Monday, March 14, 2005

"Serial Work as Bibliographic Entity"

Kristin Antelman's "Identifying the Serial Work as a Bibliographic Entity." published in the October issue of Library Resources & Technical Services (vol. 48, no. 4, pp. 238-55), winner of Best of LRTS Award.

Antelman is Associate Director for Information Technology, North Carolina Sate University, Raleigh.

Titles and authors are week identifiers for serials works. Antelman quotes Yee: "The title is a frail reed to bear the burden of displaying relationships between works in our catalog.... the title must be propped up with parenthetical additions completely invented by catalogers and difficult for users to predict." ISSNs are also inadequete, since they typically point to manifestation level, rather than abstract work. This creates "appropriate copy" problem which URL resolvers work around through proprietary title equivalency keys (a kind of provisional work-level identifier).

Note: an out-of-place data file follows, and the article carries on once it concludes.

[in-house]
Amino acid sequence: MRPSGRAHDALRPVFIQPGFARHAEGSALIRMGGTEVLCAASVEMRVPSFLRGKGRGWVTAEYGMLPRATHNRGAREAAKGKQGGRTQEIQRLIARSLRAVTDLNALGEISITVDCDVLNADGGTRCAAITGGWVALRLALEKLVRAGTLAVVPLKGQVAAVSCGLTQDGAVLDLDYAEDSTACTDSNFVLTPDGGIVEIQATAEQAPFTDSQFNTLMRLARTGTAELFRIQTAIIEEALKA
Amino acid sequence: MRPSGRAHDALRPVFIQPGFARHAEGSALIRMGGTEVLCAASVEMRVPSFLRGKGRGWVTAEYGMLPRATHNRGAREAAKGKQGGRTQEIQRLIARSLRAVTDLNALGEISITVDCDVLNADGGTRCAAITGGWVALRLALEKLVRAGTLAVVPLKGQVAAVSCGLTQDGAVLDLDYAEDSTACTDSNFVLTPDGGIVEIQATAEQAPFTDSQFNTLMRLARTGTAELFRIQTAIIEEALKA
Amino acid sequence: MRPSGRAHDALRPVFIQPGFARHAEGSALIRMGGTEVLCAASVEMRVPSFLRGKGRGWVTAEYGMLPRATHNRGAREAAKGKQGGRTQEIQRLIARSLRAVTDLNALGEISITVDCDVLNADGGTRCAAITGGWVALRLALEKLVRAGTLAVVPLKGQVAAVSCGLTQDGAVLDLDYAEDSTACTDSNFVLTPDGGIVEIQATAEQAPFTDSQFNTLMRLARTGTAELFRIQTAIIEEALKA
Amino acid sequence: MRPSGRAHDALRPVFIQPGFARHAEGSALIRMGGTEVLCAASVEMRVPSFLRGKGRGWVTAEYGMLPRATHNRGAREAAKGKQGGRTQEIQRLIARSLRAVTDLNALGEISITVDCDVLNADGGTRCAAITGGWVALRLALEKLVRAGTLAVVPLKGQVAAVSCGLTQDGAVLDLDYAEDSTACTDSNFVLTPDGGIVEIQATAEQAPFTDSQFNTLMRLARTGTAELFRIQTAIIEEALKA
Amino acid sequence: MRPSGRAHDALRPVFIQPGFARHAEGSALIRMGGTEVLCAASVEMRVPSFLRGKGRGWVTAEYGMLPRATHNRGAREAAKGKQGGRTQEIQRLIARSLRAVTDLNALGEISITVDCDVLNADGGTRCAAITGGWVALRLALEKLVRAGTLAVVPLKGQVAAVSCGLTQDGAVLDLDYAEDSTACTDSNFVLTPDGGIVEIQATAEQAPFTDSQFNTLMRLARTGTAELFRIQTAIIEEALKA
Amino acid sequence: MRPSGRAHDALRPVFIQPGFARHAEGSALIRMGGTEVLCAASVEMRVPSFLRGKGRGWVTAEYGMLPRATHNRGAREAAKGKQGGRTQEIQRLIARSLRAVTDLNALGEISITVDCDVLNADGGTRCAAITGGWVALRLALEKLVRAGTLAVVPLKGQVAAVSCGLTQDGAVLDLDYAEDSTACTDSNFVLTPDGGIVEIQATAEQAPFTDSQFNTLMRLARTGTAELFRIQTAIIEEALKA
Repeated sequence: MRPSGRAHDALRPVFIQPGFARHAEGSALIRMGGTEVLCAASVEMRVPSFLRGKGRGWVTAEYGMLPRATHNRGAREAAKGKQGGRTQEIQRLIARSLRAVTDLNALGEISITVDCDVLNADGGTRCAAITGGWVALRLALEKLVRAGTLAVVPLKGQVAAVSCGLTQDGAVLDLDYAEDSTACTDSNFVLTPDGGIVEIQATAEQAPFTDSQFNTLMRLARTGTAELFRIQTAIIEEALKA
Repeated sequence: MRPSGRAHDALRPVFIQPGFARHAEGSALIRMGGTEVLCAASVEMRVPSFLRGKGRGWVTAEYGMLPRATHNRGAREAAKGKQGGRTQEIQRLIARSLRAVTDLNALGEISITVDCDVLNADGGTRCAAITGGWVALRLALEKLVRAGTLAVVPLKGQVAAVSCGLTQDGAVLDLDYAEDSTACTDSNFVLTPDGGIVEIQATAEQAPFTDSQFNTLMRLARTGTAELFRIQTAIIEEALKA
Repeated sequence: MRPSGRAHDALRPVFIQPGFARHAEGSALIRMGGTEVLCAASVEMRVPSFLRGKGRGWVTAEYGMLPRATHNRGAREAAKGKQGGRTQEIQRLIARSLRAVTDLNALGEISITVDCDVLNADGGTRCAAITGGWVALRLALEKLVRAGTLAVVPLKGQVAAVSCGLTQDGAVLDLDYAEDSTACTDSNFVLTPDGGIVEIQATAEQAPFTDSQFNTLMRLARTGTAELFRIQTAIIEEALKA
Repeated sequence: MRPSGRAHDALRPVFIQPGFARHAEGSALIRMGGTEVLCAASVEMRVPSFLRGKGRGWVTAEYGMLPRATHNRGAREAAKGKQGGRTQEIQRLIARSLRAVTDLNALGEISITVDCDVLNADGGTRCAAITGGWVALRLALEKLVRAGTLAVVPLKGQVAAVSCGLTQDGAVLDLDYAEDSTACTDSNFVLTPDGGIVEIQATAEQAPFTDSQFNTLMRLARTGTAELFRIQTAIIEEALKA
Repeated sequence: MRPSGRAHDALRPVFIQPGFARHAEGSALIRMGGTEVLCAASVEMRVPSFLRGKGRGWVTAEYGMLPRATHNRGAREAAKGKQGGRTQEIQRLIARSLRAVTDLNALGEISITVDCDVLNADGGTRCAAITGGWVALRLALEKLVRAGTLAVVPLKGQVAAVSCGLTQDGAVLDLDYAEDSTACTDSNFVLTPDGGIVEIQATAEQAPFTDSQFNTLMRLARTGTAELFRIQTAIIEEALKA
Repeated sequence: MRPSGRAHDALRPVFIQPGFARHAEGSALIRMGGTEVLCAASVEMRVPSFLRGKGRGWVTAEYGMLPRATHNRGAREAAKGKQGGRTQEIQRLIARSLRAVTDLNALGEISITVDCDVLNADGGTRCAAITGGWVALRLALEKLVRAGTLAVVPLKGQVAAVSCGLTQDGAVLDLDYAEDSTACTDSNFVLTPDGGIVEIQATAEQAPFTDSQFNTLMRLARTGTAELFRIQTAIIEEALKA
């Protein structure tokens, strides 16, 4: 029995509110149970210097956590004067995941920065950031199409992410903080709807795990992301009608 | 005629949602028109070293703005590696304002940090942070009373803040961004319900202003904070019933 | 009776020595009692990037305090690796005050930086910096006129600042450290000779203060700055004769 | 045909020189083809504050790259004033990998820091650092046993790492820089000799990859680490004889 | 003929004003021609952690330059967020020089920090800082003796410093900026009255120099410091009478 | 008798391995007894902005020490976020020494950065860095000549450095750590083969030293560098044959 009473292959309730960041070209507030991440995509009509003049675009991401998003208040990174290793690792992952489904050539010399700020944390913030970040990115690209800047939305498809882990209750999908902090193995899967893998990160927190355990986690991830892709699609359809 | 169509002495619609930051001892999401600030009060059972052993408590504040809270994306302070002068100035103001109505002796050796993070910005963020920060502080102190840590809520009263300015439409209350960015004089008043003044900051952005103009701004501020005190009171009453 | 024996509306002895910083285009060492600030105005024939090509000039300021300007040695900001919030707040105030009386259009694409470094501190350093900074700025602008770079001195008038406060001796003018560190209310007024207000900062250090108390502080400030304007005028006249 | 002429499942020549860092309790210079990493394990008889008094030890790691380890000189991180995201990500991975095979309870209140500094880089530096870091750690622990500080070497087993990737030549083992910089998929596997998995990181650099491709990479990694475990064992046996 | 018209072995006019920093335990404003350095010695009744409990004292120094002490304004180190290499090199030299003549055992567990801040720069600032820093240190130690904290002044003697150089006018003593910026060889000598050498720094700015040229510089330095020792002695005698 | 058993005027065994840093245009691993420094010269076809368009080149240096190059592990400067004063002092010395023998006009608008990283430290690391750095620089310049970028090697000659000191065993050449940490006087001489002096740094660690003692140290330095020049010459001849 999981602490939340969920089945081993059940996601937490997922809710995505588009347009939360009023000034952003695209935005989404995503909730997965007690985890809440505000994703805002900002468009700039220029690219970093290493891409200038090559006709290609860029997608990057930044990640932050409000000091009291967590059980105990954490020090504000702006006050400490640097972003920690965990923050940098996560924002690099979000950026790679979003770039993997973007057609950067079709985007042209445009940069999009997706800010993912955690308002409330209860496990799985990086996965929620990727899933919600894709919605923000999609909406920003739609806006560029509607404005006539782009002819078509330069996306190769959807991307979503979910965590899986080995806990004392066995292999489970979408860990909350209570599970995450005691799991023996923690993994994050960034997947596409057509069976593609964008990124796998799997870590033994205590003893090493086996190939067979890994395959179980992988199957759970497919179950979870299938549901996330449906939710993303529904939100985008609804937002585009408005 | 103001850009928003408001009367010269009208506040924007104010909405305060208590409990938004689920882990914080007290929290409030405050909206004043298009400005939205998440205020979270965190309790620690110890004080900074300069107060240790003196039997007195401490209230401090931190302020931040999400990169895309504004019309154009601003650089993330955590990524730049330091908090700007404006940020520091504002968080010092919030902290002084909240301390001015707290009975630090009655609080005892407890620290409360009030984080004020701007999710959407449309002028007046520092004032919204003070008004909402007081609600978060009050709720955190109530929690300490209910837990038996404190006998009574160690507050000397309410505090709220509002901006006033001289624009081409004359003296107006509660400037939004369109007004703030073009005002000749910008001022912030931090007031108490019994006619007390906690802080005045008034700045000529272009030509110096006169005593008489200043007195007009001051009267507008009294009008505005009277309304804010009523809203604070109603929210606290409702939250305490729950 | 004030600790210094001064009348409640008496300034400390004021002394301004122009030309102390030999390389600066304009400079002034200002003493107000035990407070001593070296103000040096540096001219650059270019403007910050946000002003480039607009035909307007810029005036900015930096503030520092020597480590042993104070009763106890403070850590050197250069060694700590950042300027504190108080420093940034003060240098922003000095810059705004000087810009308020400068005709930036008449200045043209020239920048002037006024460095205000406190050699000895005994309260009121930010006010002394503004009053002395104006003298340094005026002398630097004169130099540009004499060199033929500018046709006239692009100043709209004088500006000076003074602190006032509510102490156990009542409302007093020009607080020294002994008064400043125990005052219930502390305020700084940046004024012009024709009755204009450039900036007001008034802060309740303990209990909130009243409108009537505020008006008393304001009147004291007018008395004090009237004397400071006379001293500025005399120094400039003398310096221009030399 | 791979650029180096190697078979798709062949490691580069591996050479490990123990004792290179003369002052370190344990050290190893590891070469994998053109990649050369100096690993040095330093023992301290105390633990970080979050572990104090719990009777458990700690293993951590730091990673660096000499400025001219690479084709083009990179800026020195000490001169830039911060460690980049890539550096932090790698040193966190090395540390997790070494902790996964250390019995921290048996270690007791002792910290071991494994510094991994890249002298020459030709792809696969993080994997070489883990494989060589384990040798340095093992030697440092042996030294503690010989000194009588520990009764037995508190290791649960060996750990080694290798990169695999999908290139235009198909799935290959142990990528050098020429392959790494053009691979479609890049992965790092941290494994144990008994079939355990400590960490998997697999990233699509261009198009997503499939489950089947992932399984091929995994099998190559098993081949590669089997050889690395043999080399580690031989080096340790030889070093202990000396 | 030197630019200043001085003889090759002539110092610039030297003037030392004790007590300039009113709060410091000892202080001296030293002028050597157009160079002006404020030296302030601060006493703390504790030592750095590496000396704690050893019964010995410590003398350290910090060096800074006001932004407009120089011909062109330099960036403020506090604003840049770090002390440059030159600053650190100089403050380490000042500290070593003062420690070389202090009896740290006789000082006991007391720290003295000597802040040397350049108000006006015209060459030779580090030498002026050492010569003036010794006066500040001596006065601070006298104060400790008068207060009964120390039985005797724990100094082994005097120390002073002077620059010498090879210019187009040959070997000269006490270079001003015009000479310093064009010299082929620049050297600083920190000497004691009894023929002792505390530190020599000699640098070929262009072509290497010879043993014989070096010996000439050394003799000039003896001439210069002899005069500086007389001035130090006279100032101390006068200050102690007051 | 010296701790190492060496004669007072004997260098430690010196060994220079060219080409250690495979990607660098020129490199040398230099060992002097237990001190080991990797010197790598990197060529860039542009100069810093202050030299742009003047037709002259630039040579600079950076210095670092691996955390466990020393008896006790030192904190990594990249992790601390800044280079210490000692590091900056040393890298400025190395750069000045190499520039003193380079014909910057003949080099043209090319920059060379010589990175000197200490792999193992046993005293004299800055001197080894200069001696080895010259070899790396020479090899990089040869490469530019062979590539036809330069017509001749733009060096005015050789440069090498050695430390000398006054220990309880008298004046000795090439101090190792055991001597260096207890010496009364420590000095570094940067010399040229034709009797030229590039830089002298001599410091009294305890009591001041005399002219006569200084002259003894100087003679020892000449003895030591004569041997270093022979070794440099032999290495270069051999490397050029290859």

The very idea of a 'work' applies to serials only problematically. Antelman quotes Smiraglia: "A work, at a basic level, is a deliberately, created knowledge-record representing a coordinated set of ideas ...", which applies to serials only sometimes and even then rather loosely. Antelman invokes Wilson and Smiraglia to describe serials as "bibliographic families"; and Svenonius, "super-works". Publishers have found solutions in indecs and ONYX, etc., but libraries should be wary of hitching wagon thereto, since need for intellectual property rights management is over-riding for publishers, while organization of knowledge predominates in libraries.

One conclusion: "We need to put a greater emphasis on relationships between abstract entities and less on identification of the physical item"

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